Joel Lambert is exactly the kind of guy who could become TV’s next Bachelor.
Rugged, charming, a former Navy SEAL… But the star of Discovery’s new adventure reality series LONE TARGET says he would never waste his time looking for love on TV.
“I will only sell my soul when my body is at risk,” he tells me.
“Love is sacred — not that I am interested in finding love right now… But if I do, it has to be real. And I want to keep it real. So there is no way…”
“I have a friend who was a producer on THE BACHELOR and at one point called me up when they were looking for a guy and I said ‘Not a f–king chance!’ There is family. There is love. There are a couple of things that should be sacred. Either you are on that show because you are naive — which is okay — or you are on it because you are selling something for notoriety. And I don’t think that is okay.”
Joel, who is single, says he has never used his military background as a means to impress women. “I never want the SEAL thing to precede me into the room,” he insists. “But who I am because of that experience is very sacred to me. The brotherhood I come from is very sacred to me. So it is not something I want to brag about. It is obviously out there now. I was a SEAL. But when you are operational, when you are in the teams, you never tell anybody. Nobody knows. So I don’t want to trade on it.”
Joel is not reluctant, however, to discuss his experiences on LONE TARGET. On the show, he is dropped into unknown treacherous terrain with a basic survival kit and water, and is challenged to evade capture as he pierces security in different countries.
He told me all about it when we sat down in Pasadena, Calif.:
How much danger were you actually in on this show?
Well, obviously I am letting them know I am there. But I must survive and evade. I do anti-tracking and counter-tracking… Booby traps… Ways to disguise your movements through terrain… Then that country’s special operations force fugitive recovery team or tracking unit deploys all of their forces, whether it is helicopters, thermal imaging, tracking dogs to track me, to box me in and take me alive before I make it to my destination. It is like what we call in the military an “FMP” — a Full Mission Profile. It is a training mission with all the assets, but you are not going to really kill anyone. Hopefully.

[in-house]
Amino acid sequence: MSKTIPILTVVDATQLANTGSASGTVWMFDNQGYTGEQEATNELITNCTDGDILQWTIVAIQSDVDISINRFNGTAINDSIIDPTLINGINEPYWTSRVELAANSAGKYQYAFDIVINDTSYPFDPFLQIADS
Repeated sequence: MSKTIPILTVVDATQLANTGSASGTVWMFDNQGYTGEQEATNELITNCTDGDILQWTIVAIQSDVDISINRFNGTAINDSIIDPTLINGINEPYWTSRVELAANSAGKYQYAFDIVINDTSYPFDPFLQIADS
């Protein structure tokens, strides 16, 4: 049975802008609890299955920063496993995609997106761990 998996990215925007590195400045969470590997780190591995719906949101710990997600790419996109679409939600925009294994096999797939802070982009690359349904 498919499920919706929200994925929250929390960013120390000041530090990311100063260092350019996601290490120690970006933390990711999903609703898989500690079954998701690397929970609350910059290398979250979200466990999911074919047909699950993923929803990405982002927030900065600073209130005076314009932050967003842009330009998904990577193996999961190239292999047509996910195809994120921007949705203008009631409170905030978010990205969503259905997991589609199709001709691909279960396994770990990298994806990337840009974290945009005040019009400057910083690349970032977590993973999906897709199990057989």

We had so many crazy accidents. One of the producers got stabbed through the neck by a flying fish! It was the most unbelievable thing to see. In Panama, a ballyhoo, a three or four foot long fish, launched out, stabbed him through the neck and left two inches of spine lodged in his neck a centimeter away from his spinal cord. He had to get lifted to the mainland in Panama for emergency surgery. Another camera man got smashed up and has his rotator cuff detached from the bone.
Sounds like it is safer for you than for the folks behind the scenes…
It is! [laughs] It has been really brutal.
Think you would do well on SURVIVOR?
I think I would do pretty well. But I don’t know…it is those devious women that would get me on SURVIVOR.
How does a guy like you end up as a Navy SEAL?
One of my Dad’s friends attempted SEAL training when I was 10 years-old. He was telling my Dad the story and it blew my mind as he is talking about being tied up, hands and foot in the water. My whole life that stuck in my head. So when I was 22 or 23, something inside of me was pushing me to jump off a cliff of do something. This was the thing that still scared me the most. So I sold everything I had, I trained for a year straight. I joined the Navy. Two broken legs and about a year later I made it through training. I went to Seal Team 2 in Kosovo, then Seal Team 4 in Afghanistan.
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